30. 30. Metronidazole  Metronidazole (Flagyl) take one 500mg tablet every 8 hours by mouth for 5 days (after discharge) following adequate source control.  Oral regimens are appropriate for individuals with mild to moderate infections (Cook & Greer, 2020).
  31. 31. Famotidine  Take one 20 mg oral tablet of famotidine (Pepcid) orally in the morning at least one hour prior to your first meal for six weeks.  By inhibiting the histamine receptors in your stomach that cause acid production, H2 blockers are designed to cure sudden heartburn and reduce the quantity of acid your stomach produces. H2 blockers decrease acid for up to 12 hours and begin reducing heartburn symptoms in only 15 to 30 minutes (Skidmore-Roth, 2020, pp. 623). H2 blockers are therefore recommended over proton pump inhibitors.
  32. 32. Loperamide  The recommended starting dose of loperamide (Imodium) is four 4 mg capsules by mouth, followed by one 2 mg capsule for each unformed stool as needed.The maximum recommended daily dose is 16 mg, or eight capsules (Skidmore-Roth, 2020, p. 1679).  Usually, within 48 hours, clinical improvement is visible. Antidiarrheal medications allow your body to absorb more liquid and slow food passage through your intestines, which lessens diarrhea.
  33. 33. Nicotine transdermal patch  Long-acting (Nicoderm CQ): Since Mrs. Jones smoked 0.5 packs daily, she needs to start with 21 mg patches (Skidmore-Roth, 2020, p. 1092).The patient will put on the 21 mg/day patches for six weeks before switching to the 14 mg/day patches for two weeks (Skidmore-Roth, 2020, p. 1092).The patient will finish using the third stage (7 mg per day) patches for an additional two weeks.Ten weeks will be spent on treatment in total.  To prevent skin irritation, instruct the patient to apply one patch each morning to any area of the body without hair and rotate the spot daily.At bedtime, the patch needs to be taken off and replaced.The patient can take off the patch if they experience insomnia or have vivid dreams.
  34. 34. Problem # 1 chronic fatigue for the past 2– 3 months  You should evaluate the client's capacity to carry out activities of daily living as a provider.The client's ability to engage in self-care and fulfill social and familial obligations, such as working outside the home, may be limited by anemia-related fatigue.Take note of the client's pulse rate, blood pressure, breathing pattern, dyspnea, usage of accessory muscles, and skin tone before, during, and after the activity to gauge how much the client can endure. Assist the client in setting up a log of activities to track exercise tolerance. Exercise might be challenging while anemic.Too much will make your symptoms worse and make you more easily exhausted. If you get too little, you'll miss advantages like more energy, less stress, and overall higher quality of life.As a provider, you should advise the patient by starting with 10- to 15-minute exercise and working your way up to sessions lasting 30- to 60 minutes three or four times a week. Of course, the health advantages increase as you exercise more.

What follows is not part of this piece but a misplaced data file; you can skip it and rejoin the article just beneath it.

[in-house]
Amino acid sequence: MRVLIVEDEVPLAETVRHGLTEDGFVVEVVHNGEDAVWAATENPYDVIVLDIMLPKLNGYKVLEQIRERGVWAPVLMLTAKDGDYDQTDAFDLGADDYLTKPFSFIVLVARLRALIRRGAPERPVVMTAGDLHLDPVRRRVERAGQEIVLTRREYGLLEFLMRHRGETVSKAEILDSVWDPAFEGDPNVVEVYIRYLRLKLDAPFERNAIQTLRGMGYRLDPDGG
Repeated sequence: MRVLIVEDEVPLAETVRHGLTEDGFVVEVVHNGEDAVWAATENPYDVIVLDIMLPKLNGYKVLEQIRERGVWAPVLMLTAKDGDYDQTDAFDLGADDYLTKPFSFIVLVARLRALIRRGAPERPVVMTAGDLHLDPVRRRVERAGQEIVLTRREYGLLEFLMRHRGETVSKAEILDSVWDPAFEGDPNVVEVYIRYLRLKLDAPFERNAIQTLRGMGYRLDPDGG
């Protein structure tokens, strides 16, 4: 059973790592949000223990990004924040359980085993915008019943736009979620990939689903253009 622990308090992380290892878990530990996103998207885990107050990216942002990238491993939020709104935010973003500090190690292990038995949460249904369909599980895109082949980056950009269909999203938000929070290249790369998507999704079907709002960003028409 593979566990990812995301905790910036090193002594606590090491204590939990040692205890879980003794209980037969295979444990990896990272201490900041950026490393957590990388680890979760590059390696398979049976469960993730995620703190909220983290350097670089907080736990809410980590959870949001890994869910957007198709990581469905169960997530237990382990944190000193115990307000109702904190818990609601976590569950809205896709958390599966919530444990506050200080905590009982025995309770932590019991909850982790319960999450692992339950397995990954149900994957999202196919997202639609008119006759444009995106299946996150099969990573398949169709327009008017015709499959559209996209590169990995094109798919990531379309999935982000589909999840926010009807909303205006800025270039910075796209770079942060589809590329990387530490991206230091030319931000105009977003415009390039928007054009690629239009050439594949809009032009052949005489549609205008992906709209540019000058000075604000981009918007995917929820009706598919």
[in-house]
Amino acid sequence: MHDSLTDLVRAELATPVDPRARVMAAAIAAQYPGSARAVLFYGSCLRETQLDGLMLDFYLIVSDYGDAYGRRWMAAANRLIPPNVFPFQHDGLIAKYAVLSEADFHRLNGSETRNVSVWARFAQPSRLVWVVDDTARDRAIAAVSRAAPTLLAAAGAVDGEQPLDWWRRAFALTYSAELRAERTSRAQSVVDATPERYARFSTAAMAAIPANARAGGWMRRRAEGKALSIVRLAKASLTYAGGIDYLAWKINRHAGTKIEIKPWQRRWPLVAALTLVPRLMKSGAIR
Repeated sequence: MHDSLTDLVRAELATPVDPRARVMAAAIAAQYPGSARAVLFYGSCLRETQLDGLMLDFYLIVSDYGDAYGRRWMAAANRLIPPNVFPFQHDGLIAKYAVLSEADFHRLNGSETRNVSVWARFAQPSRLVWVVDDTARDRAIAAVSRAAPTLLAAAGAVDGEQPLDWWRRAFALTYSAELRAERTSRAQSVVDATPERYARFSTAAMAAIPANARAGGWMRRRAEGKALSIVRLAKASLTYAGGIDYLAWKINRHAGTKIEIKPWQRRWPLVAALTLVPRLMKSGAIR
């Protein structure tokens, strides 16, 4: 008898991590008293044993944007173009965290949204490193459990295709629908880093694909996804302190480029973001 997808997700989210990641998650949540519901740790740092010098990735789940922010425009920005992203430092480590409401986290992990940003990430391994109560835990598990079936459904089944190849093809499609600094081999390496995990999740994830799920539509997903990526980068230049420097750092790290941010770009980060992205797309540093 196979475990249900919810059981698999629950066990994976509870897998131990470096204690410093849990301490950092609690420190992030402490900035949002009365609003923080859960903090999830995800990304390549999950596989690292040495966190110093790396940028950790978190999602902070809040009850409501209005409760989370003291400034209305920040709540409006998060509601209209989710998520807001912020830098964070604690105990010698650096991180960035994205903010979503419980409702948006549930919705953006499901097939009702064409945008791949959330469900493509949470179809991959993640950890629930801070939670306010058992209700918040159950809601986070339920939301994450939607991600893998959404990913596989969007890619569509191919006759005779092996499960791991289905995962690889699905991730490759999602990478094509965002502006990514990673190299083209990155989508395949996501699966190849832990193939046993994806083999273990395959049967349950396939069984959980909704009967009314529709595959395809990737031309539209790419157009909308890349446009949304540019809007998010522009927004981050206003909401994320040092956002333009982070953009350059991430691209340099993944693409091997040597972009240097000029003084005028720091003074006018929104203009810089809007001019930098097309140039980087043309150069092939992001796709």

35. 35. Problem #2 Loose stools  Anti-diarrheal drugs are administered to lessen the frequency of loose stools. Loperamide allows your body to absorb more liquid by slowing the passage of food through your intestines.There have been complaints about loose stools; therefore, you want to teach patients to track how often they pass feces.Tell the patient to avoid gluten since she has celiac disease; if she does eat it, she will get diarrhea.
  36. 36. Problem #3 Nausea  A precise pathophysiologic cause of nausea and vomiting should be the basis for treatment.You should pay attention to the time frames that the sickness is predicted. Additionally, when the patient has vomited, give dental care. By removing the taste and smell of the vomit, oral care helps to lessen the stimulus for another vomiting episode. Every patient's nausea and vomiting and the results of any therapies should be documented. Consider the onset, duration, timing, amount of emesis, pattern frequency, setting, connected circumstances, aggravating actors, and previous medical and social histories when evaluating and documenting the client's episodes of nausea and vomiting. As necessary, implement suitable dietary measures, such as low-fat, frequent, small, and nothing-by-mouth status. Avoiding fatty, spicy, or salty foods may be helpful.
  37. 37. Problem #4 Pancreatitis, untreated  To treat her pancreatitis, Mrs. Jones must learn about diet and reduce alcohol usage. Mild abdominal pain that spreads to both lower abdominal quadrants is the primary symptom of Mrs. Jones' pancreatitis.The patient consumes more wine than is typical for women—three to four glasses daily.The amount of alcohol the patient drinks aggravate pancreatic discomfort.Teach the patient to follow a low-fat diet, to consume whole grain bread and cereals, lean cuts of meat, to eat five to six little meals daily rather than three large ones, to eat a variety of fruits and vegetables, and to drink a lot of water to avoid being dehydrated. Use calorie counts three days in a row with each meal to determine the client's total nutritional intake and identify a deficit or excess intake.